The results of this study are the first demonstration that: 1) acute MSC activation via LPS and hypoxia results in local growth factor and pro-inflammatory cytokine expression; 2) activated female MSCs exhibit decreased apoptosis as well as decreased TNF, decreased IL-6, and increased VEGF expression; and 3) ablation of TNFR1 in males equalizes the female advantage in apoptosis and TNF, IL-6, and VEGF expression.

Adult mesenchymal stem cells may mediate their acute organ-protective effects via augmented angiogenesis and other complex paracrine effects. When transplanted into a foreign, inflammatory environment, MSCs may release substances which limit local inflammation in order to enhance its survival. Acute administration into injured tissue (which precluded immediate stem cell differentiation) of murine MSCs [7, 9]as well as human MSCs [8] improved function, decreased proinflammatory cytokine production, and decreased apoptosis. MSC therapy has been associated with protection via VEGF expression [21, 22]. In congruence, we found that MSC stimulation with LPS and hypoxia resulted in significant release of VEGF. Determining whether BMSC release of VEGF confers protection via reduced apoptosis [23], decreased proinflammatory cytokines [24], or other mechanistic pathways [25] requires further investigation. Thus, MSCs may enhance their own survival in addition to surrounding tissue by modulating local inflammation and stimulating endogenous repair mechanisms via the release of substances such as VEGF.

Recent studies have also shown that females experience a protective advantage following several forms of acute cardiac injury [2630]. Improved survival, less injury, and diminished inflammation are found in females when compared to males after ischemia-reperfusion (I/R) injury. [3133]. This study further addresses the influence of gender in the injury response. Female MSCs subjected to endotoxic or hypoxic injury demonstrated significantly greater VEGF expression than male MSCs. In correlation with the proposed inflammatory modulation via VEGF, female MSCs also exhibited less TNF and IL-6 expression in comparison to males after LPS and hypoxia. Female MSCs also demonstrated significantly less apoptosis than male MSCs after hypoxic injury. Rauscher et al demonstrated that BMSCs significantly decreased serum levels of IL-6, and limited atherosclerosis in a mouse atherosclerosis progression model [24]. Whether these increased levels of VEGF and decreased levels of TNF and IL-6 mediate protection is uncertain. Nevertheless, elevated VEGF production and decreased TNF and IL-6 expression by female MSC in the face of acute injury imply that female stem cells may have enhanced resistance to insult.

The role of TNF and the TNF receptor in stem cell function is complex and variable. It is now recognized that TNFR1 and/or TNFR2 engagement is essential for many of the biological responses of TNF. Both receptors exist in most cell types, including bone marrow stem cells [17]. In cardiac models, ablation of the TNFR1 gene blunts injury and improves survival, whereas ablation of the TNFR2 gene exacerbates injury and reduces survival [15]. This has led to the important appreciation that TNF may have beneficial or detrimental effects depending on which of its receptors is activated. In bone marrow stem cell function, this functional dichotomy in response to TNF has also been observed. While TNF may augment stem cell migration and chemoattraction [34], it also may inhibit stem cell proliferation, possibly via a TNFR1 mechanism [35]. Indeed, we observed that TNFR1 ablation significantly increases VEGF and decreases TNF and IL-6 expression in male MSCs, conferring a phenotypic MSC response in VEGF and TNF expression very similar to female MSCs. Further, TNFR1 ablation significantly reduced male MSC apoptosis after hypoxic injury. Thus, differential TNF receptor intracellular signaling may in part explain the gender differences in stem cell function described earlier. Targeting TNF signaling to increase anti-inflammatory and decrease in pro-inflammatory production may be of therapeutic value in the application of stem cell therapies.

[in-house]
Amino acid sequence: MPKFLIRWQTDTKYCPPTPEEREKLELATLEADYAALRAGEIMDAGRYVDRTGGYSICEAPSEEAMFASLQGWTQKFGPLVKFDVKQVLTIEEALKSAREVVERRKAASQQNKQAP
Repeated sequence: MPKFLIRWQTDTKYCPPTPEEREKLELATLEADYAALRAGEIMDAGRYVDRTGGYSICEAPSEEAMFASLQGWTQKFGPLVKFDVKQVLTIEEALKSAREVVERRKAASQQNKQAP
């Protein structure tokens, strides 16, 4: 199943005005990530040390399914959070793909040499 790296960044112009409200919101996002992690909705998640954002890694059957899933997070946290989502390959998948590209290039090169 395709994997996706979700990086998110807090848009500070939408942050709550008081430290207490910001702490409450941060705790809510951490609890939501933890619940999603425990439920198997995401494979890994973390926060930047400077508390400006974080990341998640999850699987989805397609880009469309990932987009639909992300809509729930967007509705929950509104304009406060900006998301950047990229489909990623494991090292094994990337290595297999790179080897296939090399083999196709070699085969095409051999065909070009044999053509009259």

It remains unclear what other mechanisms play a role in BMSC gender differences. Other progenitor cell populations may be differentially regulated by estrogen and progesterone, resulting in more progenitor cells in female derived primary cultures than males [36]. Interestingly, exogenous estrogen may also increase MSC function and calcium deposition [37]. Estrogen receptor alpha may be a target for estrogen and play a role in BMSC growth and differentiation [38] Mitogen activated protein kinases and cyclin dependent kinases may mediate the proliferative effect of estrogen on mouse embryonic stem cells [39]. Thus, it appears that estrogen which has been associated with greater protection found after acute cardiac injury, may also be associated with gender differences in BMSC activity. No study has addressed whether females may derive more benefit from stem cell therapy than males. However, if estrogen indeed plays a role in mediating BMSC activity and proliferation, one can hypothesize that females may have a therapeutic advantage regarding BMSC applications.

These results demonstrate that murine mesenchymal stem cells are significant sources of local paracrine factors such as the potentially protective VEGF and inflammatory TNF. Planned ischemic events such as those that occur during cardiac surgery, angioplasty, or transplantation may allow opportunity to observe the potential clinical benefit of adult stem cell therapies. However, gender discrepancies exist in mesenchymal stem cell function after injury, and injury induced TNF signaling via TNFR1 may have disparate effects in males and females. The attractive potential for the clinical application of stem cell therapy warrants further study to elucidate the mechanistic pathways to maximize stem cell paracrine protective factor expression such as VEGF and to minimize stem cell pro-inflammatory production such as TNF.


This work was supported in part by NIH R01GM070628 (DRM), and AHA Post-doctoral Fellowship 0526008Z (MW).